Peter Sheff, Waldo County treasurer and pastor of Abundant Grace Ministries in Searsmont said, "I don't think it could have gone any better," referring to a meeting Sept. 16 with community members and selectmen about his proposed transitional house.

His vision is to build a sustainable, transitional faith-based housing program on a wooded 2-acre corner of his 52-acre property on Route 220.

According to Jeanne Coleman, the board's administrative assistant, the meeting was well attended with some residents voicing safety concerns along with inquiring about the possibility of housing sex offenders at the proposed facility.

Sheriff Jeff Trafton was on hand talking about the Maine Coastal Regional Reentry Center and how Sheff's transitional house would be a natural extension of the reentry program.

Residents in the transitional housing will be graduates from the Reentry Center program, he said. The vetting process to get into the Reentry Center is extensive and sex offenders would not be part of the pool.

Trafton said many Re-entry Center residents become nervous as their date of release nears, with fears of falling back into old habits. The transitional house would be a "perfect" place to get residents where they need to be, he said.

Sheff said Montville Fire Chief John York asked about the possibility of having residents perform their community service obligations by helping out at the fire department.

"These guys love to give back to the community," Sheff said, and he thinks this could be an organic way to help the town. Many are gifted and have previous working experience such as carpenters.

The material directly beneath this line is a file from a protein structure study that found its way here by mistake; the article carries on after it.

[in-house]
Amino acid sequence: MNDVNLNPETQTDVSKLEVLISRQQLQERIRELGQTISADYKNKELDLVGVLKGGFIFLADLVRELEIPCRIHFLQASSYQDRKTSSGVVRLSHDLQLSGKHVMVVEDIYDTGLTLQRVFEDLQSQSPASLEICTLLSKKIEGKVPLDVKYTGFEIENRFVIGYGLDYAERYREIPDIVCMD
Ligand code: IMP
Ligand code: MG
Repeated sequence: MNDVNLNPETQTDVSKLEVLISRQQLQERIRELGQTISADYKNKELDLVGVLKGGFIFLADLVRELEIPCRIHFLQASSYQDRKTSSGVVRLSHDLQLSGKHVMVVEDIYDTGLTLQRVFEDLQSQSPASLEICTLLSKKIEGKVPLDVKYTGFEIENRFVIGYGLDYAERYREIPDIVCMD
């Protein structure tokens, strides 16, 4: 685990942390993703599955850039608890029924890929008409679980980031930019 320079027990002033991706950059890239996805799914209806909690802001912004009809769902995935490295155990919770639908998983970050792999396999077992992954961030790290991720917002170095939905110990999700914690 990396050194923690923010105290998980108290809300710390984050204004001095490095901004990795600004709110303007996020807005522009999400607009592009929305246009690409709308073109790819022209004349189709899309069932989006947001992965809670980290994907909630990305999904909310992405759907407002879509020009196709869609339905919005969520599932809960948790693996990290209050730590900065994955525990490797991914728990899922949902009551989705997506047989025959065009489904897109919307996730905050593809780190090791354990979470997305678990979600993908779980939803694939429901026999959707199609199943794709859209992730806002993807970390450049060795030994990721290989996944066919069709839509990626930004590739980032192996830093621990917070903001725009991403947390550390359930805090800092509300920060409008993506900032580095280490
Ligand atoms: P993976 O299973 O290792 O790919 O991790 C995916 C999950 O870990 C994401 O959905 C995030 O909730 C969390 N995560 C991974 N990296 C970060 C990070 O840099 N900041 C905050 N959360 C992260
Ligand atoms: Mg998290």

Coming into the meeting, Sheff said he did not know what to expect. "I was happy Sheriff Trafton was there and eased the minds of many," he said.

One abutting neighbor voiced safety concerns, Sheff said, but, by the end of the meeting, "had a sense that it's going to be OK," he said.

Planning Board Chairman Peter Kassen said the meeting was "decidedly not contentious."

Kassen has said previously that the Maine Municipal Association's legal department advised him the Site Plan Review (town ordinance) did not apply, "so there is no apparent requirement for this project to be presented formally to the Planning Board."

"This project, like most others,will require permits for septic," Kassen said by email. "This is all done by the plumbing inspector, not through the ordinances over which the Planning Board has authority."

Coleman said a former Re-entry Center resident spoke about how the program had helped turn his life around. She called his testimony "poignant." He spoke about being incarcerated at an early age and the process it took to be accepted to the Re-entry Center.

Sheff said the former resident had served more than 30 years in prison, and now is doing "fantastic," having earned a bachelor's degree in social services.

"We want to offer them a place to stay for six months or a year, we're going to help them find a job they are suited for, we're going to provide transportation, and it's not going to cost them any money," Sheff has said previously.

The 6,000-square-foot house will have 10 bedrooms on the second floor, a kitchen, a private counseling room and living area on the first floor, and a staff family apartment in the walkout daylight basement.

"The next step is getting the money," Sheff said. He estimates he will need "a little under $1 million to make it happen."

At the Sept. 16 meeting, he spoke with Montville Code Enforcement Officer Bob Temple, who gave him several potential grants to apply for.

"Before the snow flies" and once the driveway is in, Sheff plans to move a 50-foot box trailer in his yard to the new house location on Route 220 to store donated items for the program.

In an email to the Journal, Sheriff Trafton said, "I believe we need many more of these transitional homes for folks leaving incarceration.

"We call it a warm hand off," he said. "It is very difficult for them to transition back into society. Many are not completely ready when their time in prison is over. If we have homes like the one proposed in Montville, I believe it will lead to many more prior inmates successfully reintegrating back into society. This will benefit the former inmates and society as a whole."